Sourcing water for large multifracture stimulations in west Texas is a well-known constraint on oil and gas activities in the area. A 6-month pilot operation demonstrated that produced-water reuse is technically feasible and can be a cost-effective solution. This paper summarizes the benefits of using a bipolymer crosslinking system in environments where water quality cannot be guaranteed. It also demonstrates the yielded cost savings per well that are achievable when reusing 100% produced or flowback water for hydraulic fracturing. This paper reports the completion of a two-lateral well in the Williston basin where produced water (PW), filtered but otherwise untreated, was used throughout the slickwater and crosslinked components of approximately 60 hydraulic-fracturing stages.
In hydraulic fracturing, the use of diagnostic-fracture-injection tests (DFITs) can provide valuable information. This paper offers an analytical model for estimating the transient temperature at a given depth and timestep, for computing the BHP. To achieve optimal production from unconventional reservoirs, it is useful to determine the permeability, pore pressure, and state of stress of rock strata. This paper attempts to describe some of the common problems and to help prevent some common errors often observed in diagnostic fracture injection tests (DFITs) execution and analysis.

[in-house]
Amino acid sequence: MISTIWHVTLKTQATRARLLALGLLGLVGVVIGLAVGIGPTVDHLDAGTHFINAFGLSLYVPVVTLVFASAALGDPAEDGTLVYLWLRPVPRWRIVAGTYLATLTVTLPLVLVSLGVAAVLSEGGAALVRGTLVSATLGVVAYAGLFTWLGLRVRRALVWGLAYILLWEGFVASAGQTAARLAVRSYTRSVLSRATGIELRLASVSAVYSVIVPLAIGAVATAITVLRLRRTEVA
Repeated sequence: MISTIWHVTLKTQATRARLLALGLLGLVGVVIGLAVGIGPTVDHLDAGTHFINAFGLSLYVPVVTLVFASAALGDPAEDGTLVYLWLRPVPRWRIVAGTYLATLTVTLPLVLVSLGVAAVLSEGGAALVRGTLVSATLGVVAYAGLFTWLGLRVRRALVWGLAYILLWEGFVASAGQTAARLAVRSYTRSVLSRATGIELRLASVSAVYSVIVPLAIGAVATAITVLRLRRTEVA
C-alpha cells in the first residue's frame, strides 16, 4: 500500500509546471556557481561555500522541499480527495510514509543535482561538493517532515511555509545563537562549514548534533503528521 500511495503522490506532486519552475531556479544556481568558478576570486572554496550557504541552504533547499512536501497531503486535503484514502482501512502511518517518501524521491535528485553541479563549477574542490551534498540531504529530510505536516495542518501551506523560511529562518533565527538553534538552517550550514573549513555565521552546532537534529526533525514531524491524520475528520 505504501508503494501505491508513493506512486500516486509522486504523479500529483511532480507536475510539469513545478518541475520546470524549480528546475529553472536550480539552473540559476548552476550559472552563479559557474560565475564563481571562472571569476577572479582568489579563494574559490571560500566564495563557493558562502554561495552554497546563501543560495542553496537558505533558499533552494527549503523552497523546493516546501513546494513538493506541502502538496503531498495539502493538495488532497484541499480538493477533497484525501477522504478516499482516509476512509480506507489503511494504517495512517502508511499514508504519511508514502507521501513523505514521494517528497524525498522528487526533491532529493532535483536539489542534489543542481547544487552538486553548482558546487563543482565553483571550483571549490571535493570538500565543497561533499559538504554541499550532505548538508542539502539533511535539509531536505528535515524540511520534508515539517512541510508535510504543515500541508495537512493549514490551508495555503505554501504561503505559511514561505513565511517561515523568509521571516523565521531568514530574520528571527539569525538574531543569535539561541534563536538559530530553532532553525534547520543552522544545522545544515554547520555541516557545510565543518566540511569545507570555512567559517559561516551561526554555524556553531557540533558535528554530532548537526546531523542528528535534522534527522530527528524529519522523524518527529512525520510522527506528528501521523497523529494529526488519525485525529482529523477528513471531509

An area of great interest to those researching flowback is the interaction of water and salt inside the shale reservoir. After a well is stimulated, the flowback fluids tend to show a rising concentration of salt that falls back to near zero over time. Most shale producers in North America have given little thought to the flowback stage following hydraulic fracturing. Others have come to realize it represents a valuable opportunity to learn more about their wells. On the far end of the flowback spectrum is a completion process called soakback.
This paper summarizes the benefits of using a bipolymer crosslinking system in environments where water quality cannot be guaranteed. It also demonstrates the yielded cost savings per well that are achievable when reusing 100% produced or flowback water for hydraulic fracturing. Analyzing the properties of produced water is a difficult process because of the extreme levels of suspended and dissolved particulates contained in it, and a chemistry profile that is in constant flux. In this study, samples of flowback water and downhole shales are analyzed to investigate the mechanisms controlling the chemistry of flowback water. This paper details the experience of using new stabilized crosslinked-fracturing-fluid systems in the Permian Basin using borated produced water.